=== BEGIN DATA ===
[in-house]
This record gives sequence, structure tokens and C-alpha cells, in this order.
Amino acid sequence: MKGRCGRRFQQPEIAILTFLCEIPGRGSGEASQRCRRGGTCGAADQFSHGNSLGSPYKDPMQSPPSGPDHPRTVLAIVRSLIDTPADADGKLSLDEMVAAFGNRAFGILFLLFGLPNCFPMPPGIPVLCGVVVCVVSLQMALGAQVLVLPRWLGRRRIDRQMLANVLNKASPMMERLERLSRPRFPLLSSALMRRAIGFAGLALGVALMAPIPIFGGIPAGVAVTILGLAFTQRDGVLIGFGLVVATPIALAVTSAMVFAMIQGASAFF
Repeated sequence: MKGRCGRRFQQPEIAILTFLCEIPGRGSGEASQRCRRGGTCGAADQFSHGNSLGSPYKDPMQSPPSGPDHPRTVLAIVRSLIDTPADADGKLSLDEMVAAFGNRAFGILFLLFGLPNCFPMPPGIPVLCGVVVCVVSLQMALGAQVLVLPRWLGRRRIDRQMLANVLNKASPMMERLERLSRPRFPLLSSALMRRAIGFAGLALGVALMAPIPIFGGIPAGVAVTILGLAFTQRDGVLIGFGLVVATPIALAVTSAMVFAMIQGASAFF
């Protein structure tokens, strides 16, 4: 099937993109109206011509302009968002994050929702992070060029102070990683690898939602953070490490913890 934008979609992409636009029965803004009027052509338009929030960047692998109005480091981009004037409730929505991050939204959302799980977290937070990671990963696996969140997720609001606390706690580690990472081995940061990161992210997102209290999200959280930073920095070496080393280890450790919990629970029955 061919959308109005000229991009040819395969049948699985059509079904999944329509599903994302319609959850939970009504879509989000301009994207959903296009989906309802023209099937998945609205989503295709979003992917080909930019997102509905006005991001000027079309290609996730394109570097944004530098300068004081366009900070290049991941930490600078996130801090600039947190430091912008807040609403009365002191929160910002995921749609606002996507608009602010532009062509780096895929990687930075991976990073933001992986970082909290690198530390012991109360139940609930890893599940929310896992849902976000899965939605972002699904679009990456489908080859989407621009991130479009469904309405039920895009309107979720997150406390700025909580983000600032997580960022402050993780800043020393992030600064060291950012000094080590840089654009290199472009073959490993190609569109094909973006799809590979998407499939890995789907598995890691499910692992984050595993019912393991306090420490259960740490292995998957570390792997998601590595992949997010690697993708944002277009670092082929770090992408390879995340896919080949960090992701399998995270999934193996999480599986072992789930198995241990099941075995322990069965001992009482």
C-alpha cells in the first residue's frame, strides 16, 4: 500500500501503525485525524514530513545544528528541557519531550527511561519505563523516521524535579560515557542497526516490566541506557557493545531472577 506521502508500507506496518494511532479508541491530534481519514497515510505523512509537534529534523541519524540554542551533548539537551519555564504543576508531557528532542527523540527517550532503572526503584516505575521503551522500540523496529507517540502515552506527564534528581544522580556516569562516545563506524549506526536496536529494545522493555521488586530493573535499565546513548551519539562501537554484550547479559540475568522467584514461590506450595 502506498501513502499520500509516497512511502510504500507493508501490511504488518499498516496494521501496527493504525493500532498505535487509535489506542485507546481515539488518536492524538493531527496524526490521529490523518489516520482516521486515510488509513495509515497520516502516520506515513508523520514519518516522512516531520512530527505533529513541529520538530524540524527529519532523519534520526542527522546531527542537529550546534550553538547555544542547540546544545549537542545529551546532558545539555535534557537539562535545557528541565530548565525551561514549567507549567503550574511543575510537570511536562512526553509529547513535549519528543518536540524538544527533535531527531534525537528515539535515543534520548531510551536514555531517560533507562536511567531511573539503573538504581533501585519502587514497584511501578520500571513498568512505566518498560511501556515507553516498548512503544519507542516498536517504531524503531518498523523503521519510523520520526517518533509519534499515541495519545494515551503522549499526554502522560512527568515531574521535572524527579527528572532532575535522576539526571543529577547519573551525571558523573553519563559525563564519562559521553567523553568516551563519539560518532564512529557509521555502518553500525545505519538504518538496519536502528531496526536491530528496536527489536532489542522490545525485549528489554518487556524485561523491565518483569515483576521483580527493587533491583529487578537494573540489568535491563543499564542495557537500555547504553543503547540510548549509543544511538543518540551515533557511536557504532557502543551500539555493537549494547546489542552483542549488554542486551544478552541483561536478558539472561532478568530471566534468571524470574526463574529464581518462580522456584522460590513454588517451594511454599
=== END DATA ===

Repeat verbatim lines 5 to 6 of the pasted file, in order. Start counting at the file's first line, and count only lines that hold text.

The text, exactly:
């Protein structure tokens, strides 16, 4: 099937993109109206011509302009968002994050929702992070060029102070990683690898939602953070490490913890 934008979609992409636009029965803004009027052509338009929030960047692998109005480091981009004037409730929505991050939204959302799980977290937070990671990963696996969140997720609001606390706690580690990472081995940061990161992210997102209290999200959280930073920095070496080393280890450790919990629970029955 061919959308109005000229991009040819395969049948699985059509079904999944329509599903994302319609959850939970009504879509989000301009994207959903296009989906309802023209099937998945609205989503295709979003992917080909930019997102509905006005991001000027079309290609996730394109570097944004530098300068004081366009900070290049991941930490600078996130801090600039947190430091912008807040609403009365002191929160910002995921749609606002996507608009602010532009062509780096895929990687930075991976990073933001992986970082909290690198530390012991109360139940609930890893599940929310896992849902976000899965939605972002699904679009990456489908080859989407621009991130479009469904309405039920895009309107979720997150406390700025909580983000600032997580960022402050993780800043020393992030600064060291950012000094080590840089654009290199472009073959490993190609569109094909973006799809590979998407499939890995789907598995890691499910692992984050595993019912393991306090420490259960740490292995998957570390792997998601590595992949997010690697993708944002277009670092082929770090992408390879995340896919080949960090992701399998995270999934193996999480599986072992789930198995241990099941075995322990069965001992009482």
C-alpha cells in the first residue's frame, strides 16, 4: 500500500501503525485525524514530513545544528528541557519531550527511561519505563523516521524535579560515557542497526516490566541506557557493545531472577 506521502508500507506496518494511532479508541491530534481519514497515510505523512509537534529534523541519524540554542551533548539537551519555564504543576508531557528532542527523540527517550532503572526503584516505575521503551522500540523496529507517540502515552506527564534528581544522580556516569562516545563506524549506526536496536529494545522493555521488586530493573535499565546513548551519539562501537554484550547479559540475568522467584514461590506450595 502506498501513502499520500509516497512511502510504500507493508501490511504488518499498516496494521501496527493504525493500532498505535487509535489506542485507546481515539488518536492524538493531527496524526490521529490523518489516520482516521486515510488509513495509515497520516502516520506515513508523520514519518516522512516531520512530527505533529513541529520538530524540524527529519532523519534520526542527522546531527542537529550546534550553538547555544542547540546544545549537542545529551546532558545539555535534557537539562535545557528541565530548565525551561514549567507549567503550574511543575510537570511536562512526553509529547513535549519528543518536540524538544527533535531527531534525537528515539535515543534520548531510551536514555531517560533507562536511567531511573539503573538504581533501585519502587514497584511501578520500571513498568512505566518498560511501556515507553516498548512503544519507542516498536517504531524503531518498523523503521519510523520520526517518533509519534499515541495519545494515551503522549499526554502522560512527568515531574521535572524527579527528572532532575535522576539526571543529577547519573551525571558523573553519563559525563564519562559521553567523553568516551563519539560518532564512529557509521555502518553500525545505519538504518538496519536502528531496526536491530528496536527489536532489542522490545525485549528489554518487556524485561523491565518483569515483576521483580527493587533491583529487578537494573540489568535491563543499564542495557537500555547504553543503547540510548549509543544511538543518540551515533557511536557504532557502543551500539555493537549494547546489542552483542549488554542486551544478552541483561536478558539472561532478568530471566534468571524470574526463574529464581518462580522456584522460590513454588517451594511454599